Despite Rampage, Afghan Village Supports U.S. Presence

By: CBS News (Posted by Josh Mabry)
By: CBS News (Posted by Josh Mabry)
One of the most horrific attacks on civilians in Afghanistan happened in March of last year when 16 civilians were slaughtered. On Wednesday, an American soldier agreed to a plea deal to avoid the death penalty.

FILE - In this Aug. 23, 2011, file photo provided by the Defense Video & Imagery Distribution System, Army Staff Sgt. Robert Bales participates in an exercise at the National Training Center at Fort Irwin, Calif. Bales, charged with slaughtering 16 villagers during one of the worst atrocities of the Afghanistan war, has agreed to plead guilty in a deal to avoid the death penalty, his attorney told The Associated Press on Wednesday May 29, 2013. (AP Photo/DVIDS, Spc. Ryan Hallock, File)

(CBS News) BELAMBAI, Afghanistan - One of the most horrific attacks on civilians in Afghanistan happened in March of last year when 16 civilians were slaughtered. On Wednesday, an American soldier agreed to a plea deal to avoid the death penalty.

Staff Sgt. Robert Bales will plead guilty to premeditatated murder and face life in prison. A military judged will decide at a later date whether it's with or without parole.

CBS News recently went back to the village where the massacre took place, and what we found was surprising.

From Belambai base, You can see Alokazai village -- the site of the worst American atrocity of the Afghan war, where Sgt. Robert Bales is alleged to have started his killing spree.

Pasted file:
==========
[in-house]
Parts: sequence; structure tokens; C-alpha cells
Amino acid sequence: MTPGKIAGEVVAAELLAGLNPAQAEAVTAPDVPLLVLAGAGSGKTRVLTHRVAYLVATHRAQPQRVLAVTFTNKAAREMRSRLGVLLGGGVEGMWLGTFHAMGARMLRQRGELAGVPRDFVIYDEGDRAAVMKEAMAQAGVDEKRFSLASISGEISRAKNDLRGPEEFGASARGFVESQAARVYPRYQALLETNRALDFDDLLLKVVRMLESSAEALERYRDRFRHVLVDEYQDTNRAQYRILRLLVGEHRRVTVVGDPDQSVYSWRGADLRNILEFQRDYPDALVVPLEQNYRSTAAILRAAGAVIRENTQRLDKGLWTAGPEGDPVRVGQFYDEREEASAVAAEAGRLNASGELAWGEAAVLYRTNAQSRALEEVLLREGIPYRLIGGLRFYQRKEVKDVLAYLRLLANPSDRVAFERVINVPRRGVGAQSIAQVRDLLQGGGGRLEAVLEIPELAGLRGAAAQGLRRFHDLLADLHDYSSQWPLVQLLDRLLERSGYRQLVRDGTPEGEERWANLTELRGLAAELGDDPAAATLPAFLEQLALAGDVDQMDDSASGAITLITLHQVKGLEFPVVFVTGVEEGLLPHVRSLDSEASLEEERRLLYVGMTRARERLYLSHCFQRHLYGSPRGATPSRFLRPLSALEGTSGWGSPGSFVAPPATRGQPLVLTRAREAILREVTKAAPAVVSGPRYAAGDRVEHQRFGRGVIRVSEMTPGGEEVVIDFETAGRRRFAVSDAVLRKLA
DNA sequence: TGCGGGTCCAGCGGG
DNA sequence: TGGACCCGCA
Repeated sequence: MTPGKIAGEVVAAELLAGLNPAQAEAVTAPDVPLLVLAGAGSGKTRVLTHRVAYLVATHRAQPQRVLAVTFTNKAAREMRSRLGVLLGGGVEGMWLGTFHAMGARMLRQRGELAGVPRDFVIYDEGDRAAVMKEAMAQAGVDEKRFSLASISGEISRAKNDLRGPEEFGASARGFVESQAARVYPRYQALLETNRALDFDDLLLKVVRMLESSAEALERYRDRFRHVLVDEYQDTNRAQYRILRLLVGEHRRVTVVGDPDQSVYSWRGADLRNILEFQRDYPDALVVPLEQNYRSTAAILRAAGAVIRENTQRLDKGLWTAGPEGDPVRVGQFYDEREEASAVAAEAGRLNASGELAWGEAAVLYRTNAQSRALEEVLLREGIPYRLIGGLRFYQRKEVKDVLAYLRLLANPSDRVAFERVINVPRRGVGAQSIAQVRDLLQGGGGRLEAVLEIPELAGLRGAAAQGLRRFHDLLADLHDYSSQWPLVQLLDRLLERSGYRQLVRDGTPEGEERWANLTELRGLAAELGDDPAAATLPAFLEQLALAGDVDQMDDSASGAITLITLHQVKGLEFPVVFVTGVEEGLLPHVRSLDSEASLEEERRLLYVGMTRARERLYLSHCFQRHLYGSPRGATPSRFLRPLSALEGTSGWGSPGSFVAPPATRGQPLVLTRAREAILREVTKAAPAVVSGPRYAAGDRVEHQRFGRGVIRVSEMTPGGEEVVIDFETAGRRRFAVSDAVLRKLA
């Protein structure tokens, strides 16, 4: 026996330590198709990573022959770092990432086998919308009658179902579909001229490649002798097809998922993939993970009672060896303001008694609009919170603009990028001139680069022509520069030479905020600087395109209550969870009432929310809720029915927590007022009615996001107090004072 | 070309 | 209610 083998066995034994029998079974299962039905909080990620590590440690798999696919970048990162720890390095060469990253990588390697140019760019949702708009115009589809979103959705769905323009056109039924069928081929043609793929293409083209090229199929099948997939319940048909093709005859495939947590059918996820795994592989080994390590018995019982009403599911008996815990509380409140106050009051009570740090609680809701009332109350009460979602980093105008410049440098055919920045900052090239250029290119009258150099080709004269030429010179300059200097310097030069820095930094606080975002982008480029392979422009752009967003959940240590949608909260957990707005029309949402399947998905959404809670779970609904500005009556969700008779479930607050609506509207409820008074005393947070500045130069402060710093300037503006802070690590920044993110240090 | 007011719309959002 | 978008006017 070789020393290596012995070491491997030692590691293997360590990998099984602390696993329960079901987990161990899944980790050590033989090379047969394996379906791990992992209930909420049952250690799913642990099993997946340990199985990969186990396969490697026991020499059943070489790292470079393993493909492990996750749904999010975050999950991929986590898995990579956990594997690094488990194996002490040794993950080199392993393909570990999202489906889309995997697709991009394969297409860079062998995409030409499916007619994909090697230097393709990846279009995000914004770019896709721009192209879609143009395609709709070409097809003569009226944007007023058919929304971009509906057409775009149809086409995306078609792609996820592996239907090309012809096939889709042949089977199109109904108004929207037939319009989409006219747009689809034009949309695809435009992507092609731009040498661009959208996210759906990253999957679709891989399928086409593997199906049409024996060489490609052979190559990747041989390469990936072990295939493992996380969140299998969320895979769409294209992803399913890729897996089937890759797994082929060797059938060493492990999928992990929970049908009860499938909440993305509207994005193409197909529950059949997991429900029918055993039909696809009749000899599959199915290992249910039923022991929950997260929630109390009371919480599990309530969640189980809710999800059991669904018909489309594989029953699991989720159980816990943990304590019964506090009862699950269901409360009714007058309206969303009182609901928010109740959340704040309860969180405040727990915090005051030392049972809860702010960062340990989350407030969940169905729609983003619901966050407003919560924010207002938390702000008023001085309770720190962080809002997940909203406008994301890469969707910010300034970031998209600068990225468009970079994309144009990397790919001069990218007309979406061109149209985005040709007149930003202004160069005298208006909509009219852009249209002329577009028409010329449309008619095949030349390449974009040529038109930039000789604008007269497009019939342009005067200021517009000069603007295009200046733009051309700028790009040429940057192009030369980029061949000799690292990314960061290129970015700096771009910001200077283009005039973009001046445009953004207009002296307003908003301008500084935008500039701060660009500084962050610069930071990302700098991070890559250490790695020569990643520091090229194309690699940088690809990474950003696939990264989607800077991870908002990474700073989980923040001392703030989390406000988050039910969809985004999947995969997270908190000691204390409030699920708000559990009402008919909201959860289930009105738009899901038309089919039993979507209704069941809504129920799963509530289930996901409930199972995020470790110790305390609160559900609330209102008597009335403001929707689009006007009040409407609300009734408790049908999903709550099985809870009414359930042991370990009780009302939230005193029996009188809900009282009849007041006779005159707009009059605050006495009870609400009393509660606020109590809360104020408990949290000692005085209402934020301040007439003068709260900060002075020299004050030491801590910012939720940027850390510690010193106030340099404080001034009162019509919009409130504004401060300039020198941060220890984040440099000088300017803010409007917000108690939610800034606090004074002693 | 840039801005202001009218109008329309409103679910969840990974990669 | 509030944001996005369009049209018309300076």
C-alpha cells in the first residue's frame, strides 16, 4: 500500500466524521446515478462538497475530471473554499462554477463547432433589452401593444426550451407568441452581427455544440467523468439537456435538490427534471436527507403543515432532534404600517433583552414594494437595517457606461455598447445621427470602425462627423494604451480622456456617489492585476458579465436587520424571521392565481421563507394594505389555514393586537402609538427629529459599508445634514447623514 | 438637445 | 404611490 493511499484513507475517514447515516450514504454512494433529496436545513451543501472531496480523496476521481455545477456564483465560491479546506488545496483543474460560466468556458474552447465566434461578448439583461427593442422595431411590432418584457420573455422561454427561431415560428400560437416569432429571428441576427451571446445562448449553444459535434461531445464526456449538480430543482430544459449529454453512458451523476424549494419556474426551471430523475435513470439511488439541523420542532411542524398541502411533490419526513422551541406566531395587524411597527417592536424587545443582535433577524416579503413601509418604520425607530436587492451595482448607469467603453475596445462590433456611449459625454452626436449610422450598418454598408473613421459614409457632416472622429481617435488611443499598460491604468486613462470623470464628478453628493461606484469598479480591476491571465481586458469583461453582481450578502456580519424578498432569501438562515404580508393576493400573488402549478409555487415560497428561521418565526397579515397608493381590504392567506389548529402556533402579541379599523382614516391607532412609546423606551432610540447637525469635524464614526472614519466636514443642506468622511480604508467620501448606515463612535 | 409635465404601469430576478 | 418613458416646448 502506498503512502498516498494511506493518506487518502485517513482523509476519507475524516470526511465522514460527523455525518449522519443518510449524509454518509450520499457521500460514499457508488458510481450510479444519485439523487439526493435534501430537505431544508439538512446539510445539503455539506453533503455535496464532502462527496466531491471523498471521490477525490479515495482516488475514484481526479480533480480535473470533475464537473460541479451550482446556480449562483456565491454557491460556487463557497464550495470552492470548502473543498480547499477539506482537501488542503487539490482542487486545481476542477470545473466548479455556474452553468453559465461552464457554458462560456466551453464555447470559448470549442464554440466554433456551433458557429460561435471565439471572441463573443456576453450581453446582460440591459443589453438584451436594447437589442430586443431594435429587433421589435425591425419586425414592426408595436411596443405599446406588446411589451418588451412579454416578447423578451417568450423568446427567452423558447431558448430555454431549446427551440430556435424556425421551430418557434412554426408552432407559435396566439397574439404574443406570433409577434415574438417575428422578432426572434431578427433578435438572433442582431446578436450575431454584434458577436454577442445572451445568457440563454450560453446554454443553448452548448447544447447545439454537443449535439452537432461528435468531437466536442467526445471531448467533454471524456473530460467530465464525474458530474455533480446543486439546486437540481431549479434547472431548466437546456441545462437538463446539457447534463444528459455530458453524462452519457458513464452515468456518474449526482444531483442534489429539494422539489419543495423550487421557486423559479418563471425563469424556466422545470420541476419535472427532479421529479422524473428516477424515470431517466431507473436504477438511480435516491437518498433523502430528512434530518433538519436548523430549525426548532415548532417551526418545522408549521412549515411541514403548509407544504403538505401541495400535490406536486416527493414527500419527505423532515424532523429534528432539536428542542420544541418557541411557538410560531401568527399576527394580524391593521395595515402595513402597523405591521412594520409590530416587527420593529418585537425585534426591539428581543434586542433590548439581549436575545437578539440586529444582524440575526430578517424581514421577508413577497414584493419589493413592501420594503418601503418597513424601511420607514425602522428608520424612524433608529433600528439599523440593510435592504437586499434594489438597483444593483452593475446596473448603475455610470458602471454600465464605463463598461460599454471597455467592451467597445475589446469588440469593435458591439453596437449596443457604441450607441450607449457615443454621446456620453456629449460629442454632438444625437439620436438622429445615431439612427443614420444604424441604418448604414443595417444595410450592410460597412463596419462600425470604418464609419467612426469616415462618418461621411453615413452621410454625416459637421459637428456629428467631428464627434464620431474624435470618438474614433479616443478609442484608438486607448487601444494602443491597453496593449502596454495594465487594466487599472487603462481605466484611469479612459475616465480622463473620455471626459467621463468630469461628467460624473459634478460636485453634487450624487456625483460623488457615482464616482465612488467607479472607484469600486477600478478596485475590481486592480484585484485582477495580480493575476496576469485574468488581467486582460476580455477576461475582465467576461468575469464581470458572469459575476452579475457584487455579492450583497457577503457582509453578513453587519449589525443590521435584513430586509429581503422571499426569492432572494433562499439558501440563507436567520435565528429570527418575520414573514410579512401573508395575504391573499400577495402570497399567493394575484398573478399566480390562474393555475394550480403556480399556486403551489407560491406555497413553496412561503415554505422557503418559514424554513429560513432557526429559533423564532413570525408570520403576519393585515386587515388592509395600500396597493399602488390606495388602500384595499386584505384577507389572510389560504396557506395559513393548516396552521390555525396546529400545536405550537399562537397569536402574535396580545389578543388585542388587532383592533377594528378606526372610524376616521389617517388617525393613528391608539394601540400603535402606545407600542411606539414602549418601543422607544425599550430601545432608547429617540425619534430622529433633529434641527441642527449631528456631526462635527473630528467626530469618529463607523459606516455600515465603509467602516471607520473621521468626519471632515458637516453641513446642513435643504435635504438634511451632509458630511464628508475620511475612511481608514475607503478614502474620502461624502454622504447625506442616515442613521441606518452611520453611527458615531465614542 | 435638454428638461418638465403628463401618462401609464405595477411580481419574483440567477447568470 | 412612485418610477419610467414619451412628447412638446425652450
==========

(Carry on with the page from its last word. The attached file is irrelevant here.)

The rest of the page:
Bales is charged with sneaking off the base and shooting 16 Afghan civilians, including nine children.

Despite the tragedy that occurred, Capt. Shane Oravsky said U.S. soldiers haven't gone anywhere.

"We're still here," Oravsky said.

Right after the shootings, the military thought it might have to pull out of Belambai because local anger was so great, but Oravsky said U.S. Special Forces were able to take over after the U.S. apologized and in accord with local Afghan custom, paid compensation to the families, which residents said came to a total of over $700,000.

Oravsky said there are no worries about revenge.

"We haven't seen any indications of that whatsoever. You actually think that you would hear that all the time from the people. I know back home where I'm from, I'd have a hard time forgetting it," Oravsky said.

"Honestly, some things did fall into place that helped us out," he said.

One of them was Abdul Wadood, a tribal elder who in February decided he'd had enough of the Taliban. The last straw for him was when they threatened to kill his sons.

"I was the first one to make a stand," he said in Pashto. "And then everyone else joined in."

Special Forces took us on a tense patrol to visit the local police post.

On the way, CBS News could hear that war raging in the near distance -- the sound of gunfire.

Wadood told us farmers wanted the Taliban driven out because they were sick of finding bombs in their fields.

As for Bales' alleged massacre, Wadood said "we condemn what he did, but we are not going to blame the whole United States."

In the compound where nine victims died, one of the survivors showed me where he ran to after his father was mowed down.

Now, he's one of a group of village men trained by the Americans to work as paid local police.

"I support the Americans staying in our villages," their commander told CBS News. "They've done a lot to help us."

A glimmer of hope and resistance emerging from one of the grimmest chapters of the Afghan war.


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